When Lincoln delivered his speech at Gettysburg in 1863, he said, “The world will little note nor long remember what we say here. . .” He was wrong, of course. Nearly every schoolkid learned “Fourscore and seven years ago our fathers brought forth on this continent a new nation, conceived in liberty and dedicated to the proposition that all men are created equal. . .” I thought for years that it was the speech that ended the Civil War, and, by rights, it should have. The speech contained phrases of such heartbreaking beauty, it should have ended any signs of conflict. In fact, the war went on for more than two years — the final battles fought many months after Lincoln was assassinated in 1865.
In 1933, when FDR told the country during his first Inaugural speech, “The only thing we have to fear is fear itself”, there was plenty to fear that was much more tangible, but it was exactly what he needed to say at exactly that moment. Did that one sentence ease the pain of the years to come? No. But it’s a sentence etched into the American psyche, pulled out as needed, even now.
In 1961, John. F. Kennedy said in his Inaugural address, “Ask not what your country can do for you — ask what you can do for your country.” Almost 60 years later, we’re still repeating those words, hoping we can get the crowds to listen.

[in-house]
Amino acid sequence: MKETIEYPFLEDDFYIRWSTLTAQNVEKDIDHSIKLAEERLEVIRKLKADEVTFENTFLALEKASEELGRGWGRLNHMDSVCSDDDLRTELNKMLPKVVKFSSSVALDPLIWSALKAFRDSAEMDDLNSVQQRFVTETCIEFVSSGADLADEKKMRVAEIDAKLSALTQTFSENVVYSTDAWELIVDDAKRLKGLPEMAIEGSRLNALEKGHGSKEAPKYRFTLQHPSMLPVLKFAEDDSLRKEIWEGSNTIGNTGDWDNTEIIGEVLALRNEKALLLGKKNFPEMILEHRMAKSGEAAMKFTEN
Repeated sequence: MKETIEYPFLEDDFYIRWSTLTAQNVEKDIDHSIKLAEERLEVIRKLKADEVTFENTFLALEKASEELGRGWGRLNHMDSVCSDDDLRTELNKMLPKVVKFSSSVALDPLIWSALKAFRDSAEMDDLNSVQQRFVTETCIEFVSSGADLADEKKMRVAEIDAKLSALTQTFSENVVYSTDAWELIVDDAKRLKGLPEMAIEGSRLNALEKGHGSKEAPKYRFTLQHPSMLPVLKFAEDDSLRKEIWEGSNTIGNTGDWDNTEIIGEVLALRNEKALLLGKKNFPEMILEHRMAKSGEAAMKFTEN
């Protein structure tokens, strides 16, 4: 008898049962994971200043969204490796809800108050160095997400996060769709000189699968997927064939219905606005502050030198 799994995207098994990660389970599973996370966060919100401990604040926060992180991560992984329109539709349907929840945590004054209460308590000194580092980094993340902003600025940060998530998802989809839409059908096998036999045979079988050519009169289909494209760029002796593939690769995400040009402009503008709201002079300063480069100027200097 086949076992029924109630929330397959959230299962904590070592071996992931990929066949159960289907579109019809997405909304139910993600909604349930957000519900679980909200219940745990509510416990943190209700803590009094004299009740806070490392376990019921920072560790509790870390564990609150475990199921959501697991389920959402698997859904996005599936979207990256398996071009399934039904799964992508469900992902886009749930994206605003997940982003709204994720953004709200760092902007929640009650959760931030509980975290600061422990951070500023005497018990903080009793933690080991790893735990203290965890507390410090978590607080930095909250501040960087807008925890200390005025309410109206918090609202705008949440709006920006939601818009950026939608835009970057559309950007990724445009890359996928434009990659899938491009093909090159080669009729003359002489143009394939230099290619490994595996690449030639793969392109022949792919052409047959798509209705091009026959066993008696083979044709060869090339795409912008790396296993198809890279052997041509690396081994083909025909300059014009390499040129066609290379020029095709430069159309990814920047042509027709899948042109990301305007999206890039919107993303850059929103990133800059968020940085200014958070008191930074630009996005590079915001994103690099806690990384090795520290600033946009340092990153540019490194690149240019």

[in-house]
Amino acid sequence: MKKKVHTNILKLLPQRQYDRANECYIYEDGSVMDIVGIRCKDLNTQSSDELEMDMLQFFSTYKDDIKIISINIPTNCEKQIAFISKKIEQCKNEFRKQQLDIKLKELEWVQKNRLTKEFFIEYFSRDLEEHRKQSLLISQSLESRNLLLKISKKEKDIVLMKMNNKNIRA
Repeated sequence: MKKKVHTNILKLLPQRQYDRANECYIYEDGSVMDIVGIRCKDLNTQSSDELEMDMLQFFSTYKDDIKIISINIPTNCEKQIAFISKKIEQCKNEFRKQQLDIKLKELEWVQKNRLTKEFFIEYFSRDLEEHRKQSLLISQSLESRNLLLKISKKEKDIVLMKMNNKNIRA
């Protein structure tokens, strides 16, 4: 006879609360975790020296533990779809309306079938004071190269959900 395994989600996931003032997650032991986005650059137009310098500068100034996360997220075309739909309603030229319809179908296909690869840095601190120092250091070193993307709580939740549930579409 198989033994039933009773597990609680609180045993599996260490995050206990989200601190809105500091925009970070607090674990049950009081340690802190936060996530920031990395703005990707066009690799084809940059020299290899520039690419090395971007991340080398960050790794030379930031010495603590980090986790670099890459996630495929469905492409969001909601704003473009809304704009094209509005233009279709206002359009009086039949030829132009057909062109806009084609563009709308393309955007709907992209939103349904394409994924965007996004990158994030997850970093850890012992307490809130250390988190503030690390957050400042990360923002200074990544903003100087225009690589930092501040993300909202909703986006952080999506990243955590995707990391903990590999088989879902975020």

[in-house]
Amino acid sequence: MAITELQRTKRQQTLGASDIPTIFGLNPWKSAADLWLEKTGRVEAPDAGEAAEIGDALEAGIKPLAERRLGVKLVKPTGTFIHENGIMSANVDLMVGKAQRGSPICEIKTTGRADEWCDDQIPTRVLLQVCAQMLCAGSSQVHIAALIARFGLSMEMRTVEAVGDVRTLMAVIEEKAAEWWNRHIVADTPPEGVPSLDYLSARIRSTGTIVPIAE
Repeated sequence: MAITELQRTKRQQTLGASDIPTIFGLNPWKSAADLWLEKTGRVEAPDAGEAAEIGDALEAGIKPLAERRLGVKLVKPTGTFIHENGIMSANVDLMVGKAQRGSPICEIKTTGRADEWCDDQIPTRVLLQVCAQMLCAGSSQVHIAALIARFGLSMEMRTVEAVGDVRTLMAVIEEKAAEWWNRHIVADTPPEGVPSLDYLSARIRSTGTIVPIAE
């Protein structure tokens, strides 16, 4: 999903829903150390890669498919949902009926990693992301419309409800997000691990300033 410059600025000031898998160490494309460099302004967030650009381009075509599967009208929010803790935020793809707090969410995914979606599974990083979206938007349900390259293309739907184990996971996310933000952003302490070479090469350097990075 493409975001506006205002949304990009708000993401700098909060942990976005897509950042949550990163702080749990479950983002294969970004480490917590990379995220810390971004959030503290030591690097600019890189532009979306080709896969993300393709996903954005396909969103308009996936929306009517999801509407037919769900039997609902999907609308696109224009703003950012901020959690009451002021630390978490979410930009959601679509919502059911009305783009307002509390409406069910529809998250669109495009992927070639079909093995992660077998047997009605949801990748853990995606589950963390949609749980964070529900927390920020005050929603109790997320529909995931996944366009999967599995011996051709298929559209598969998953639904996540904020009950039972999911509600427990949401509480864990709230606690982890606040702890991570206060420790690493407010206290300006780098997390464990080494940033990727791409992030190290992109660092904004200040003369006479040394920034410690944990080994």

In the summer of 1963, Martin Luther King stood on the steps of the Lincoln Memorial and delivered his “I have a dream” speech. The entire speech is quotable, but he ended with these words:
. . .When we allow freedom ring, when we let it ring from every village and every hamlet, from every state and every city, we will be able to speed up that day when all of God’s children, black men and white men, Jews and Gentiles, Protestants and Catholics, will be able to join hands and sing in the words of the old Negro spiritual: Free at last! Free at last! Thank God Almighty, we are free at last!
The speech was widely covered (and was recently called the top American speech of the 20th Century), but racial inequality didn’t end on that August day. It hasn’t ended yet. But every soldier in every battle needs inspiration in order to keep going. MLK’s words will always be there.